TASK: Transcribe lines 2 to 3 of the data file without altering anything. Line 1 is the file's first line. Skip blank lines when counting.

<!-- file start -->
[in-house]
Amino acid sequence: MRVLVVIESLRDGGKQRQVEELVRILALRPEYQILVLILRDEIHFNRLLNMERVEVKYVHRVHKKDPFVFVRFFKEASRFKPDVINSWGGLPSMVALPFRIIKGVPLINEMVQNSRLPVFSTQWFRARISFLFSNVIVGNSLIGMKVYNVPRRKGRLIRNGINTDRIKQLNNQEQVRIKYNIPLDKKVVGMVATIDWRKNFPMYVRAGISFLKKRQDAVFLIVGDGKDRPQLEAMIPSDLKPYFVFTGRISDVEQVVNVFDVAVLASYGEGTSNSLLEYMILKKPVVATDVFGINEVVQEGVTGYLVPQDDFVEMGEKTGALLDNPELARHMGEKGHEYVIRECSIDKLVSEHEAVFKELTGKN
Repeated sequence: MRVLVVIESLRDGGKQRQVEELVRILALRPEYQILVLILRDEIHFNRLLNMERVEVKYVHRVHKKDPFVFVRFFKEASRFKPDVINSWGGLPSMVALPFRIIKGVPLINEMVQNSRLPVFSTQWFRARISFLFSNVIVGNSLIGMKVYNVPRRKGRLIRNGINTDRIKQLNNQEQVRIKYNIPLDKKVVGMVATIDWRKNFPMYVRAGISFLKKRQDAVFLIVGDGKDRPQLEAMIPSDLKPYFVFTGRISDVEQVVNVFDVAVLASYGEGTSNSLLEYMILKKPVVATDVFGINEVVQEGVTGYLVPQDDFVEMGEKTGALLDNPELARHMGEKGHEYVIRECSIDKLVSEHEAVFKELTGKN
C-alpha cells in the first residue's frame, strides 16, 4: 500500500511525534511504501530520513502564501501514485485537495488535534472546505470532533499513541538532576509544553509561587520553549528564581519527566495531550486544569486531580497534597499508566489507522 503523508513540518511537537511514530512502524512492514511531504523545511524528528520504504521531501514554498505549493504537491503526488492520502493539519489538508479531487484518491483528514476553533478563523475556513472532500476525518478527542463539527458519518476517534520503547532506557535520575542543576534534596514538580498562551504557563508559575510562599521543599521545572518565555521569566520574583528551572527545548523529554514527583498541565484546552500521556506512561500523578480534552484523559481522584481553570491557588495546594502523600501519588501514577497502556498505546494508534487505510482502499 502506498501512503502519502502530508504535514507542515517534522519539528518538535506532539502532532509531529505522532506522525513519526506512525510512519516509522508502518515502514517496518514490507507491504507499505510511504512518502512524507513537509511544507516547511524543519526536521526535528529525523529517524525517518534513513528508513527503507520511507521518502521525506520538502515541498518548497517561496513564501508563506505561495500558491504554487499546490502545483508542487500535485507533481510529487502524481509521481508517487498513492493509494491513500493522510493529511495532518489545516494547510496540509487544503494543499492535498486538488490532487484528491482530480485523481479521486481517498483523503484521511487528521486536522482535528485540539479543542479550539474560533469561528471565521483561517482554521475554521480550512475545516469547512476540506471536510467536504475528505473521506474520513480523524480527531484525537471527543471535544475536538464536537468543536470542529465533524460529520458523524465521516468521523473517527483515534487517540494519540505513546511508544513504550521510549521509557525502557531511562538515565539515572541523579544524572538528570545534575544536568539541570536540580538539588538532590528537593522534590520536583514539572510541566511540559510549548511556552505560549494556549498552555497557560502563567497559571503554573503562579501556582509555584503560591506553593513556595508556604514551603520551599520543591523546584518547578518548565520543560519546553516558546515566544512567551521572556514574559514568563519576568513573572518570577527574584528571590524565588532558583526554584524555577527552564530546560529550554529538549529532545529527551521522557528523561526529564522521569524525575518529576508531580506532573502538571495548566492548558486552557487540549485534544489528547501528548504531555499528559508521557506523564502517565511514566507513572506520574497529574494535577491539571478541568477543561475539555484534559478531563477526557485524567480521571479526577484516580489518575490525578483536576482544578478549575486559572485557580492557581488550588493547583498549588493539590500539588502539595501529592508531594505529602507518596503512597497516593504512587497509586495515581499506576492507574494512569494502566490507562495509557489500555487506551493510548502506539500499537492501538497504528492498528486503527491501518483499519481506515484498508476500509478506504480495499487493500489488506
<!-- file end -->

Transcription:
Amino acid sequence: MRVLVVIESLRDGGKQRQVEELVRILALRPEYQILVLILRDEIHFNRLLNMERVEVKYVHRVHKKDPFVFVRFFKEASRFKPDVINSWGGLPSMVALPFRIIKGVPLINEMVQNSRLPVFSTQWFRARISFLFSNVIVGNSLIGMKVYNVPRRKGRLIRNGINTDRIKQLNNQEQVRIKYNIPLDKKVVGMVATIDWRKNFPMYVRAGISFLKKRQDAVFLIVGDGKDRPQLEAMIPSDLKPYFVFTGRISDVEQVVNVFDVAVLASYGEGTSNSLLEYMILKKPVVATDVFGINEVVQEGVTGYLVPQDDFVEMGEKTGALLDNPELARHMGEKGHEYVIRECSIDKLVSEHEAVFKELTGKN
Repeated sequence: MRVLVVIESLRDGGKQRQVEELVRILALRPEYQILVLILRDEIHFNRLLNMERVEVKYVHRVHKKDPFVFVRFFKEASRFKPDVINSWGGLPSMVALPFRIIKGVPLINEMVQNSRLPVFSTQWFRARISFLFSNVIVGNSLIGMKVYNVPRRKGRLIRNGINTDRIKQLNNQEQVRIKYNIPLDKKVVGMVATIDWRKNFPMYVRAGISFLKKRQDAVFLIVGDGKDRPQLEAMIPSDLKPYFVFTGRISDVEQVVNVFDVAVLASYGEGTSNSLLEYMILKKPVVATDVFGINEVVQEGVTGYLVPQDDFVEMGEKTGALLDNPELARHMGEKGHEYVIRECSIDKLVSEHEAVFKELTGKN